To fix a part using superglue, start by gently sanding the broken edge to be as flat as possible. If the crack is large or goes in several directions, just ensure that every flat side is sanded down. Repeat this process for the piece that will be joined.
Then, clean each surface with alcohol or your cleaning solution to remove any debris. Let the pieces dry.
Carefully apply the superglue along the edge of one part. Hold the pieces together for at least one minute to allow the parts to bond. Don’t worry about any glue budding out of the crack—it is more important that the bond is formed well than formed cleanly.
Depending on the glue you used, you may have to let the bond cure for anywhere from 2 to 24 hours. Set aside the dried part to cure before doing any post-processing and cleanup as movement, alcohol, and water can disrupt the bond before it is fully cured.
Unlike superglue, pipe cement functions as more of a solvent that slightly melts the plastic, allowing it to bond to itself rather than to a glue layer. Depending on the extent of the fracture, the infill amount, and the thickness of the part, this method can yield a very strong bond. However, this bond may not hold up well to certain kinds of stress, so be cautious when using pipe cement on wearable prints or tool parts. Moreover, pipe cement is flammable and requires more extensive post-processing than superglue owing to its color.
Sand and clean the edges of the parts you are going to bond. Apply the cement on both parts and hold together until they set. The bonding and curing time can vary according to the manufacturer, but you should not have to hold it together for very long.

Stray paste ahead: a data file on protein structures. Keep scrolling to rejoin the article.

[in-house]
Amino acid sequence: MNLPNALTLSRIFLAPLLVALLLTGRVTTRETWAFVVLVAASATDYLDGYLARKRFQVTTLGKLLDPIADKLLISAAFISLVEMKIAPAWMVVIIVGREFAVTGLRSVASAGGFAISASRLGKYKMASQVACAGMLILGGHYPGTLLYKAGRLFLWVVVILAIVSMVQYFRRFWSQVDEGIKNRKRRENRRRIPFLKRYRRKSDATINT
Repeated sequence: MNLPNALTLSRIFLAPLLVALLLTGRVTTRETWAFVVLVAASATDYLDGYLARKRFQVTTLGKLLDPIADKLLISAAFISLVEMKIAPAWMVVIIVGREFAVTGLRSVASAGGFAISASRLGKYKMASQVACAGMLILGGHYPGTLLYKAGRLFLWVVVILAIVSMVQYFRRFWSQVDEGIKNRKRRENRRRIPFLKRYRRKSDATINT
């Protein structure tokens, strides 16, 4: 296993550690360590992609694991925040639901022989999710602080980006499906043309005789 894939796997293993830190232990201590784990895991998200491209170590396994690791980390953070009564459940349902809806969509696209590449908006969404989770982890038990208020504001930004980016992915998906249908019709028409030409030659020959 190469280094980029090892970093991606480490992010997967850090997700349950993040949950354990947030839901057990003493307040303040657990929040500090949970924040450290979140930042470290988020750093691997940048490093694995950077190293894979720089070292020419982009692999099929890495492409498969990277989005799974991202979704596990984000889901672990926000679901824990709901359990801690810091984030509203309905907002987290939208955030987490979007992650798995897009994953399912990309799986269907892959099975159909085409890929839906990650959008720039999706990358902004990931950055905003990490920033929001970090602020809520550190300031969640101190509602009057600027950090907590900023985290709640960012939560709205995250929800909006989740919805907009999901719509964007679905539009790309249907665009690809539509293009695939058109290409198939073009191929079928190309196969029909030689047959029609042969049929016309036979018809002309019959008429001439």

Hot gluing parts together is not too different from using pipe cement in terms of resultant strength, but it may require less intensive processing as the glue dries clear. This method is best for thicker parts as around 2 mm is the minimum thickness you will need to extrude to achieve a solid bond. This method is more suitable for layer shifts and separation than those described above because it can quickly fill a crack and form a bond between parts that are not entirely separated.
Working with hot glue is simple; sand and clean the parts and extrude the hot glue between them or in the crack you are aiming to fill. Hold the parts together for a moment, and that’s it. You may have to sand down the remaining glue to reduce the visibility of the repair.
Many makers are familiar with epoxy as a bonding and repair agent for rigid prints. Quick-cure epoxies are great for home printing hobbyists as they typically have a 5–10 minute working time and a short curing time, allowing for same-day post-processing.
Epoxy is slightly more involved than the methods described earlier as most epoxies come with resin and hardener parts, requiring the user to mix the two in a specific proportion before use. Most epoxies will come with instructions for use with different materials. Dried epoxy can be tough, rigid, and withstand a lot of damage if used correctly.